In recent years, we’ve seen a fair amount of wildly unconventional materials used in watchmaking — from cigar tobacco dials to wooden tourbillons to bezels made of rusted steel from the Titanic. The latest off-the-beaten-path timekeeper from iconoclastic watch designer Giuliano Mazzuoli, called Cemento, carries on this tradition of bold horological experimentation: it’s the first wristwatch with a case made of cement.
Mazzuoli, a longtime native of Florence, Italy, inaugurated his eponymous watch brand with the launch of the Manometro watch, whose unique dial design was influenced by the pressure gauge on an old air compressor. He later created the automotive-inspired Contagiri and Transmissione Meccanica models, and followed these up with the Cemento’s direct predecessor, the Carrara, a watch with a marble case that Mazzuoli says reflects the Renaissance DNA of Florence and the spirit of Michelangelo.
Mazzuoli says that the inspiration for the Cemento came to him while he was observing maintenance work being done in the garden outside his home. “I stopped to watch the workers who were preparing some cement,” he remarked. “I thought of that mixture to build a new case and the subsequent phase was to maintain the gray/green color [of the Carrara’s marble case] that attracted me so much but that normally is lost when the material dries and matures. A careful polishing and finishing process gave the surface an incredible and pleasant touch.”
The cylindrical case of the Giuliano Mazzuoli Cemento — measuring a rather prodigious 45 mm in diameter and 13.5 mm thick — is made in Italy and features a screw-down, logo-engraved crown with a black O-ring assisting in its water-resistance of 50 meters. Under the convex, nonreflective sapphire crystal is a matte black ceramic dial with a simple three-handed hours/minutes/seconds display and and raised, three-dimensional rectangular minute indices.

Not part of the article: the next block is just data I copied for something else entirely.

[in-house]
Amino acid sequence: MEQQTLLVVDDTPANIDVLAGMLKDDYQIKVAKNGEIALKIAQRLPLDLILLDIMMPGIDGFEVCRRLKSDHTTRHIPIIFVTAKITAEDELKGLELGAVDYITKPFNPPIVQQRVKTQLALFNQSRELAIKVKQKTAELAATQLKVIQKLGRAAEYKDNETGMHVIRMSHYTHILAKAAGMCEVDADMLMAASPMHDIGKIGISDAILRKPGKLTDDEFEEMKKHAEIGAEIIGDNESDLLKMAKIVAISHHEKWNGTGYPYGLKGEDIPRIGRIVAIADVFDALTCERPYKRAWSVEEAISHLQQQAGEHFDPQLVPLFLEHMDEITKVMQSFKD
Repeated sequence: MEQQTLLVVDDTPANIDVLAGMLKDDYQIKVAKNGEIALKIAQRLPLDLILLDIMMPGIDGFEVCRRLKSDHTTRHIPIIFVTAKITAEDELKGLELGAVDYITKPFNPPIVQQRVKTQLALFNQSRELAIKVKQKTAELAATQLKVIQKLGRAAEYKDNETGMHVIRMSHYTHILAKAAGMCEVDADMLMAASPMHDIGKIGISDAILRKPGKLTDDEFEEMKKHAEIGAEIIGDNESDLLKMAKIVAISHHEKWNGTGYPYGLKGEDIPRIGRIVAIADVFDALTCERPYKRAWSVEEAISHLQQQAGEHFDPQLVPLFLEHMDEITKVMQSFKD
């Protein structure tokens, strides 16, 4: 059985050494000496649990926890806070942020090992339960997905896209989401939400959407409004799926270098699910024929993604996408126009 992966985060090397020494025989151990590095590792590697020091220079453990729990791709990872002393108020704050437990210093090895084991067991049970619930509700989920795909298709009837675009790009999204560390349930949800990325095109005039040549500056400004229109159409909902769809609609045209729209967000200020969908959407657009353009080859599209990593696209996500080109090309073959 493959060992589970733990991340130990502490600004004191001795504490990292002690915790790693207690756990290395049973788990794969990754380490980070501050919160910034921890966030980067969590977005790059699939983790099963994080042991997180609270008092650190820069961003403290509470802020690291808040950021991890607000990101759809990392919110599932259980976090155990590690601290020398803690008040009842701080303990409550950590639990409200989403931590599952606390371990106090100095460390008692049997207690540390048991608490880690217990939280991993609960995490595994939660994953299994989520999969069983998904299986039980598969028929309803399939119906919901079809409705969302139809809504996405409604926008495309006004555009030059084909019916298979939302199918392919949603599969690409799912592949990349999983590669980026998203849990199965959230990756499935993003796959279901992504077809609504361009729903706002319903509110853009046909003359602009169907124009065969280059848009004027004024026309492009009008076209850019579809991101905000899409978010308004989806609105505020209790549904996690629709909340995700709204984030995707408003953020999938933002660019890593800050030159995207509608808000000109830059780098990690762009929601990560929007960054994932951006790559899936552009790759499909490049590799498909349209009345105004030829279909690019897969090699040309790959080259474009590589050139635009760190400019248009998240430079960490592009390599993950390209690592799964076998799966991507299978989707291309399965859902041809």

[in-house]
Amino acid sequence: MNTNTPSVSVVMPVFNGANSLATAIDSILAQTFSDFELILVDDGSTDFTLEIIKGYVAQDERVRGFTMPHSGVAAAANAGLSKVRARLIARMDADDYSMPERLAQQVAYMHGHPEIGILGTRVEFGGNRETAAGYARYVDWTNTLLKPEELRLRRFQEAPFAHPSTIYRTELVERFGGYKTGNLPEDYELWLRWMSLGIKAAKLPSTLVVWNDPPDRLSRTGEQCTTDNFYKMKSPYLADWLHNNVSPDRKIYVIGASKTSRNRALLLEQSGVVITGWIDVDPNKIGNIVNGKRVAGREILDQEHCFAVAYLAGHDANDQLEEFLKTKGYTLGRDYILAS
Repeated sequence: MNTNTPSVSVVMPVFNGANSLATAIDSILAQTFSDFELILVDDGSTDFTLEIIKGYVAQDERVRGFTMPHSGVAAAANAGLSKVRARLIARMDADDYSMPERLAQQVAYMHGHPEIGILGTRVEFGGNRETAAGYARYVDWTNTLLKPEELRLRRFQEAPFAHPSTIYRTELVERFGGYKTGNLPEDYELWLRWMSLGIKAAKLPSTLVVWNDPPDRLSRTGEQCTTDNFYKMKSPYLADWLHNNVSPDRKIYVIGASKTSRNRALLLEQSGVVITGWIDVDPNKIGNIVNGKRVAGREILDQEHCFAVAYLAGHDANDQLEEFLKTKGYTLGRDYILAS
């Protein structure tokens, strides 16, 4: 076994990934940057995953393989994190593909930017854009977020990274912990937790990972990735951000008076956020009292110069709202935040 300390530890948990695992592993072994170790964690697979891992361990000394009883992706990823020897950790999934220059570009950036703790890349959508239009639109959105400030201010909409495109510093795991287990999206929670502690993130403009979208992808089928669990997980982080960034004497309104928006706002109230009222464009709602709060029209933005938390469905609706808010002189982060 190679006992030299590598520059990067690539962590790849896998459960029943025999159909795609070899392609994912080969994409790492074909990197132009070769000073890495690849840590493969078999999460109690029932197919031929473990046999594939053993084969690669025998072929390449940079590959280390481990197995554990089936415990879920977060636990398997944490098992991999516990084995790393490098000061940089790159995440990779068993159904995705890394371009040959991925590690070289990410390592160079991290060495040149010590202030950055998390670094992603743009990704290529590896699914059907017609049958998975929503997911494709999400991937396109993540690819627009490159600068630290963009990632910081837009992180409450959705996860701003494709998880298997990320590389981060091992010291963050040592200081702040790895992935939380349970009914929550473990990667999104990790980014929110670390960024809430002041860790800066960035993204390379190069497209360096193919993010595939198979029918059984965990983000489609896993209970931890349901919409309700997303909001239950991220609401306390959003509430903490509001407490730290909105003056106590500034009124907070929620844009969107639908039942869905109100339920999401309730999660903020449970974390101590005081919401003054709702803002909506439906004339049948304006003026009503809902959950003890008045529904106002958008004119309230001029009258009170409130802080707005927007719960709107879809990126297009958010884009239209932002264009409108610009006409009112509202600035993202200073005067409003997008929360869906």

The Cemento’s movement is ETA’s automatic 2824/2, with Incabloc shock protection, a 28,800-vph frequency, 25 jewels, and a power reserve of 40 hours. The strap, made in Tuscany, is calfskin leather and features a deployant steel buckle. It is obvious that Mazzuoli has poured (sorry) his heart and creative soul into this extraordinarily unusual timepiece.
How much does it weigh..??
I saw a TISSOT like that a few years back, like 15 years ago !!!!!!!!
That’s just weird
Cement is the grey powder that holds all cementitious mixtures together. Cement itself can make nothing. The material that this watch is made from contains aggregate (the beautiful little stones that polish so well) and water. Therefore it is concrete, not cement.
I wonder, what would be the weight of this unusual timepiece?
Can you please tell us the weight of this watch?